Political Advertising

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By Scott Swanson

East Lansing, Mich

It’s official. The 2012 presidential campaign is the single most advertised election ever. Over $1 billion has been spent on over one million television advertisements, in findings released by the Wesleyan Media Project. The report goes on to say that Barack Obama’s campaign has sponsored half of all political advertisements. Mitt Romney’s campaign has been boosted by outside sources, funding over a quarter of a million advertisements. These outside sources are well-funded conservative groups, keeping Romney even in the advertising battle. These numbers overshadow the last presidential election by over 200,000 television advertisements, and that gap will continue to grow into Election Day.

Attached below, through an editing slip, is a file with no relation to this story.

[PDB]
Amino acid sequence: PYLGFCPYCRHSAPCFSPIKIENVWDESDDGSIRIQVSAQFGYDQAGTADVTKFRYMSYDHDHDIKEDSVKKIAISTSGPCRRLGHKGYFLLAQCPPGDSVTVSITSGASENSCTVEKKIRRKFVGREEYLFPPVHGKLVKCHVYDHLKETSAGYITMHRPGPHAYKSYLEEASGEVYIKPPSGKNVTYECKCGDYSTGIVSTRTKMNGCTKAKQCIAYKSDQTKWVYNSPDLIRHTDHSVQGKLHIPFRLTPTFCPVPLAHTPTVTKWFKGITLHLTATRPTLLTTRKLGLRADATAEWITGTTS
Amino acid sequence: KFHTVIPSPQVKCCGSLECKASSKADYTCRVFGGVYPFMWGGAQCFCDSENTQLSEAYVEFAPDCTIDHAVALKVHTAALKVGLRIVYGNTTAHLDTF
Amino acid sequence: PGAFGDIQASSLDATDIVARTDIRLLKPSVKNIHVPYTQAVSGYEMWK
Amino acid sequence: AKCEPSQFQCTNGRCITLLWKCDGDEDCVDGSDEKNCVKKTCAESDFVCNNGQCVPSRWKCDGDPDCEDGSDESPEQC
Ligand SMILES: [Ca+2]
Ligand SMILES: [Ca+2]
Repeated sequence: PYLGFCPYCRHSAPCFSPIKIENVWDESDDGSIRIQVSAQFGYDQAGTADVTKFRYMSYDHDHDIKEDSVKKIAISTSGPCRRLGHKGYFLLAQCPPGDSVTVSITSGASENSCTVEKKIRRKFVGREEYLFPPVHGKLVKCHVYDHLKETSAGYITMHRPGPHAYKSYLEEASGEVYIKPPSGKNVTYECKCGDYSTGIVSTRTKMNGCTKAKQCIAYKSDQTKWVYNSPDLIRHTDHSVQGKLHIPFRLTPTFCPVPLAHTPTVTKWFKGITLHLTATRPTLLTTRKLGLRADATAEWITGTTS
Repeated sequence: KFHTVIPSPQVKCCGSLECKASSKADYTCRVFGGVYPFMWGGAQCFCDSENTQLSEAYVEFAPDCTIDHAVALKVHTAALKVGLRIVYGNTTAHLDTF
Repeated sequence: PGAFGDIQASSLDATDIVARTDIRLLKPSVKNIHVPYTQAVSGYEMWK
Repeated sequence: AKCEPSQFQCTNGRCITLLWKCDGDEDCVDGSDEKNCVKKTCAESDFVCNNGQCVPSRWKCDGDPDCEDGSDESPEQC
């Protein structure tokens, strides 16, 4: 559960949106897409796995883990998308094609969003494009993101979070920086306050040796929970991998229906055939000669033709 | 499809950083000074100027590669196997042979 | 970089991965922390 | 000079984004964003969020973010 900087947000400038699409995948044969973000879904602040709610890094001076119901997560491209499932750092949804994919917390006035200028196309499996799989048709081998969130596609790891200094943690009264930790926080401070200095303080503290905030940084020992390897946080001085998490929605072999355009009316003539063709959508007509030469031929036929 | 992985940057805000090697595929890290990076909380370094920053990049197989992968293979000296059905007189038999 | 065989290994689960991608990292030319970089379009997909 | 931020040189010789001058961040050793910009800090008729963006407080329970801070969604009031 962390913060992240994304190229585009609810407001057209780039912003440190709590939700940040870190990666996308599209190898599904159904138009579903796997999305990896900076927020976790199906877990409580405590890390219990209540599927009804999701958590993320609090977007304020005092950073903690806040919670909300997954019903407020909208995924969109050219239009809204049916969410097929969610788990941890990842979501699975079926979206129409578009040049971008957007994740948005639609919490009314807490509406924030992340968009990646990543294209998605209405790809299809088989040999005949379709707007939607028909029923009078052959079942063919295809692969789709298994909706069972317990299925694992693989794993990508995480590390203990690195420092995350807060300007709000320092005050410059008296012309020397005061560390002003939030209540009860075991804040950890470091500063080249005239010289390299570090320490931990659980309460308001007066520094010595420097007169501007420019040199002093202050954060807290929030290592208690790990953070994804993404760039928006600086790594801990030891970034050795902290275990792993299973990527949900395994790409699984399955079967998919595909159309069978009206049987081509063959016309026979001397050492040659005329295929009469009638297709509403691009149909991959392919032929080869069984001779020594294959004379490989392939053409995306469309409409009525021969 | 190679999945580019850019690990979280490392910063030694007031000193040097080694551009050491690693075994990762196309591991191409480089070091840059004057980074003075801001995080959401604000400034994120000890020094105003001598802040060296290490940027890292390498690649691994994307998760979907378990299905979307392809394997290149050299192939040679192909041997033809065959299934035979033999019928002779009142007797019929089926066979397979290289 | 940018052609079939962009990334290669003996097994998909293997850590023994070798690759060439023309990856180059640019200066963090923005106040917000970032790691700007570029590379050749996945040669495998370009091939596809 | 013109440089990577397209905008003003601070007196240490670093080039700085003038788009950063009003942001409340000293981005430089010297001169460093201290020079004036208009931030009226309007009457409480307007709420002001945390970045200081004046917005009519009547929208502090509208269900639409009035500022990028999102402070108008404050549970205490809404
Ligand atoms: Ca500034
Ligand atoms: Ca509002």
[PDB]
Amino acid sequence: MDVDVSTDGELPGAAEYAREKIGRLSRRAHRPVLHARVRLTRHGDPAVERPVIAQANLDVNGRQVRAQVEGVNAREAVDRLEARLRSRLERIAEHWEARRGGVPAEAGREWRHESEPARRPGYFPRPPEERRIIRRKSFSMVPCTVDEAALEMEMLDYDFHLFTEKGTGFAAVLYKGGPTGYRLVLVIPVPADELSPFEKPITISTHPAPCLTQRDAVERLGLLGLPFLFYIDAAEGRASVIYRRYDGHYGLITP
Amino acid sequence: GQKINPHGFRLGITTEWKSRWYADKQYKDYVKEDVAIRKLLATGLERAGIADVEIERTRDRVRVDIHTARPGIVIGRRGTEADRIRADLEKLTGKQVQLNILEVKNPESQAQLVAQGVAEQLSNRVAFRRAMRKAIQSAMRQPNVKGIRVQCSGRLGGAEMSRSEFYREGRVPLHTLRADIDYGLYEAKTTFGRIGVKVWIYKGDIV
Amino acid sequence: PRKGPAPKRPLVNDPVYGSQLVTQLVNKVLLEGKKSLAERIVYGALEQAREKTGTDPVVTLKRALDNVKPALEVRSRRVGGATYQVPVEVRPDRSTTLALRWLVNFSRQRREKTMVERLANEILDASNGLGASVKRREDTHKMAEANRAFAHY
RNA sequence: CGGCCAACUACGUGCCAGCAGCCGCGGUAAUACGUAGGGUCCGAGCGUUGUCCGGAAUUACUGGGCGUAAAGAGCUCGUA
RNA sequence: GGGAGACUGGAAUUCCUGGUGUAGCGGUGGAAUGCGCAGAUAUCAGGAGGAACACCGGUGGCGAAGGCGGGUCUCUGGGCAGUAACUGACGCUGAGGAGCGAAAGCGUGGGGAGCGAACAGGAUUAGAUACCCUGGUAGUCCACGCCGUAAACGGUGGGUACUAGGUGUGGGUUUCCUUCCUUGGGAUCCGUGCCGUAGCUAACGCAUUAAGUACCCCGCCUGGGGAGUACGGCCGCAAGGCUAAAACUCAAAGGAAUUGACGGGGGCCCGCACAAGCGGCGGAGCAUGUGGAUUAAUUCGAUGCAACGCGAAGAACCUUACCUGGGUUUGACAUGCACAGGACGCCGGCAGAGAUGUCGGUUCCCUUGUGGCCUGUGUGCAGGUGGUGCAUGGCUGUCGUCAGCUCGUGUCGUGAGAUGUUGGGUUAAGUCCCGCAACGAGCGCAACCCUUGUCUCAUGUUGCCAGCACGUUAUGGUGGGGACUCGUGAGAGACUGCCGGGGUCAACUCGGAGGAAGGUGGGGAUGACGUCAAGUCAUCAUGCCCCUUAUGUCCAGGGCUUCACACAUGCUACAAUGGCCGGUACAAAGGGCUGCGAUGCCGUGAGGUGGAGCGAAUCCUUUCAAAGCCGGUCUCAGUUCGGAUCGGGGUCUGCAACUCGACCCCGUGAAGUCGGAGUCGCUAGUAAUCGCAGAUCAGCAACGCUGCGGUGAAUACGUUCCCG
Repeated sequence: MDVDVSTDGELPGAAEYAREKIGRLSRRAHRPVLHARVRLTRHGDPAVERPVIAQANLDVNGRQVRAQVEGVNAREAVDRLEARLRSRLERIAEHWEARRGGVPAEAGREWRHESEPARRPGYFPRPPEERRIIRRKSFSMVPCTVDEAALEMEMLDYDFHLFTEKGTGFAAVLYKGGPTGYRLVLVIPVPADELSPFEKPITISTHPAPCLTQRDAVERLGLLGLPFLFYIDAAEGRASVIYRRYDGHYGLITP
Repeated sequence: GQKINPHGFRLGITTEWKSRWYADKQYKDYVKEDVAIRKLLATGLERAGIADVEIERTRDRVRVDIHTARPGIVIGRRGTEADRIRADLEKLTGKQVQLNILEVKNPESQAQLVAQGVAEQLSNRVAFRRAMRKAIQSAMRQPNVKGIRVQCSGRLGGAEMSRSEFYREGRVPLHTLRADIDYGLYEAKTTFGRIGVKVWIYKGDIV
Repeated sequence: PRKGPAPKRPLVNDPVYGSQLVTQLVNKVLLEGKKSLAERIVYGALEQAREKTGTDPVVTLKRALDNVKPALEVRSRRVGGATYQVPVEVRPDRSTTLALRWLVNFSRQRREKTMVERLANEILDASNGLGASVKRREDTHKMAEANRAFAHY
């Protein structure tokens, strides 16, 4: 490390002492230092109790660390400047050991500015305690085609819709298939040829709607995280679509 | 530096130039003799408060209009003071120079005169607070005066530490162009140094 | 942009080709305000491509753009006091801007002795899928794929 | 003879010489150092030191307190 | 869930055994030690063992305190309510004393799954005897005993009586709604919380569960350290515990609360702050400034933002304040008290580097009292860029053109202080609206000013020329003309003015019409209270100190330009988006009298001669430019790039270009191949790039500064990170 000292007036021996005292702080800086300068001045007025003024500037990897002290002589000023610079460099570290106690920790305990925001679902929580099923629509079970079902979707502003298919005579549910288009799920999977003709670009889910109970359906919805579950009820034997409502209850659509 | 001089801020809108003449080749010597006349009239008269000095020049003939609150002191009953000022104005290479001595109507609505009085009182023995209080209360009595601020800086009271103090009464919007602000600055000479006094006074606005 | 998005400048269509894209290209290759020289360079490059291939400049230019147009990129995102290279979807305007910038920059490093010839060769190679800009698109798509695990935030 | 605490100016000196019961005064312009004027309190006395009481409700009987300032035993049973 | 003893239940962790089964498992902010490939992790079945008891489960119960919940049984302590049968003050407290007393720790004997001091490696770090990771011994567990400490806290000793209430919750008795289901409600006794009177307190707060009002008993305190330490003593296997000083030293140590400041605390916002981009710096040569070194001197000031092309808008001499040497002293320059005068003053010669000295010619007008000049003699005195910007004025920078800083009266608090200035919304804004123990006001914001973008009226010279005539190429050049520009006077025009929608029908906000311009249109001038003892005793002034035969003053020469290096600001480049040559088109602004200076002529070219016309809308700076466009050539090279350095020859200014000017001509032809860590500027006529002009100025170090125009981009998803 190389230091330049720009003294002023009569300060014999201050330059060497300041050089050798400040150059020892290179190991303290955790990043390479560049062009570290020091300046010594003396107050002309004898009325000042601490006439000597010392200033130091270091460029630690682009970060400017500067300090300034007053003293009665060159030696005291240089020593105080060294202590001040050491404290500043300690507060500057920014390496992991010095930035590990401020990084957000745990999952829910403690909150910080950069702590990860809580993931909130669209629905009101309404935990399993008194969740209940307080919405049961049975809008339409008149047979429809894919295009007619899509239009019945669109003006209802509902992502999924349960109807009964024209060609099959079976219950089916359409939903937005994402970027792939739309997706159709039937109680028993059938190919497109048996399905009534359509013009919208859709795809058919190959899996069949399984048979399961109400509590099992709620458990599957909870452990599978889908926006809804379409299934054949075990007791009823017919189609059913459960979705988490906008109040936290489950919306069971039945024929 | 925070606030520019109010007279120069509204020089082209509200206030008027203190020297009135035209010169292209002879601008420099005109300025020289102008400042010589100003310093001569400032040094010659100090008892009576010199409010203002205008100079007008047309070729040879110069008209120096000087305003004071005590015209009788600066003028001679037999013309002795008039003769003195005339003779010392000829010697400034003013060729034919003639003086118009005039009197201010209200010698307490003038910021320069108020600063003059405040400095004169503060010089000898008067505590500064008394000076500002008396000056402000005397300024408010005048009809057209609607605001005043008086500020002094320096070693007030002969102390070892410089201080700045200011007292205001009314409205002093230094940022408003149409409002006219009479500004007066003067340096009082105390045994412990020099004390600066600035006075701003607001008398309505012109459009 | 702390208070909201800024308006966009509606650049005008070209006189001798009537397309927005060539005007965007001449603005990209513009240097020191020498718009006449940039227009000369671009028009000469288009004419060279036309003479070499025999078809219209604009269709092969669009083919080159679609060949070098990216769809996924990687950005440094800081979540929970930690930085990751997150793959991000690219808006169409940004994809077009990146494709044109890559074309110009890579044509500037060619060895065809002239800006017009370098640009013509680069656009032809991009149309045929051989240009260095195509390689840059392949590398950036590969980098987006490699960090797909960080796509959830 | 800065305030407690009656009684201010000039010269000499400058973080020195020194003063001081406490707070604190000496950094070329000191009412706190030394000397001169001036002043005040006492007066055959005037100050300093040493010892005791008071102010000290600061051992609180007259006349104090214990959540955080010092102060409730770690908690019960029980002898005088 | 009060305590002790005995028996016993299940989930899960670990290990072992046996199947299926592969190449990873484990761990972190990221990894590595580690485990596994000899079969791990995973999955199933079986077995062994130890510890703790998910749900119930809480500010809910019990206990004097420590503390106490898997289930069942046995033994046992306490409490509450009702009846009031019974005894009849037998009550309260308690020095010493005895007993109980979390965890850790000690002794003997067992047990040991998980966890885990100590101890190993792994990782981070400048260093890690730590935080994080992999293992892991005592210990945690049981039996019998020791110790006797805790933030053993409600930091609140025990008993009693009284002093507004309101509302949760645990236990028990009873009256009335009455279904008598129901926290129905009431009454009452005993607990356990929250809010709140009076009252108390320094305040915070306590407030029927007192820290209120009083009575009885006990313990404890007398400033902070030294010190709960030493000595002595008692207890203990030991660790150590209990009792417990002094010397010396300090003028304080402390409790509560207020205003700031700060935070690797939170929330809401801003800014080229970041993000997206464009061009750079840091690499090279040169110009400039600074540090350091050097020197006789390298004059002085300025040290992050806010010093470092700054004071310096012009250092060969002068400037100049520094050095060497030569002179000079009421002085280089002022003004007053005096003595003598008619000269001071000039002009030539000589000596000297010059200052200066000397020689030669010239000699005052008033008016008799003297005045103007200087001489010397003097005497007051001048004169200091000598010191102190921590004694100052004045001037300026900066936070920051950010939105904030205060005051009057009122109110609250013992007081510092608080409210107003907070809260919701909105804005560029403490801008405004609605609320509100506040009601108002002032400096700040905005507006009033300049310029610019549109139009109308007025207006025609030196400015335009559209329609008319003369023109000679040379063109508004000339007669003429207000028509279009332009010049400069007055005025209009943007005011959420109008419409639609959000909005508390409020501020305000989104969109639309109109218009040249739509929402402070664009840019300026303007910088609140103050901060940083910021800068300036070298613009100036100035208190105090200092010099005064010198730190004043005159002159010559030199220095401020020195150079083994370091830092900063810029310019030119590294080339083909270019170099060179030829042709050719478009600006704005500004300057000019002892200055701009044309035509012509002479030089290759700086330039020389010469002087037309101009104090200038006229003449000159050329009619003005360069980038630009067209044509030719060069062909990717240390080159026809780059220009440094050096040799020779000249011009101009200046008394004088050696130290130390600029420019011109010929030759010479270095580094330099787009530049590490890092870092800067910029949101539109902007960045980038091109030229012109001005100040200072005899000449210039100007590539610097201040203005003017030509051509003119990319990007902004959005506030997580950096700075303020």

The Wall Street Journal shows Michigan accounting for $26 million in political advertising, the 10th highest state overall, with $19 million of that from Republican sources. Lansing itself has been exposed to over 3,500 presidential television ads worth $1 million.

The large surprise is that online advertising has not seen this boost as television. The Wall Street Journal mentions that online spending has increased over the last presidential election, but not even close to the extent predicted a year ago. Much more efforts have been spent garnering Facebook likes and Twitter re-tweets, than spent on extra visibility online.

Finally, the sign of the advertising times is the amount of negative ads directed towards the opposite candidate. 85 percent of Obama’s ads are negative ads, while 91 percent of Romney’s ads are negative. Whether or not the advertisements are effective, the onslaught of advertising will happen for every election in a catch-22 format that John Geer explains. For every dollar that one party spends on advertising, the other party cannot afford not to spend a dollar themselves. Still, $1 billion is a lot of dollars.

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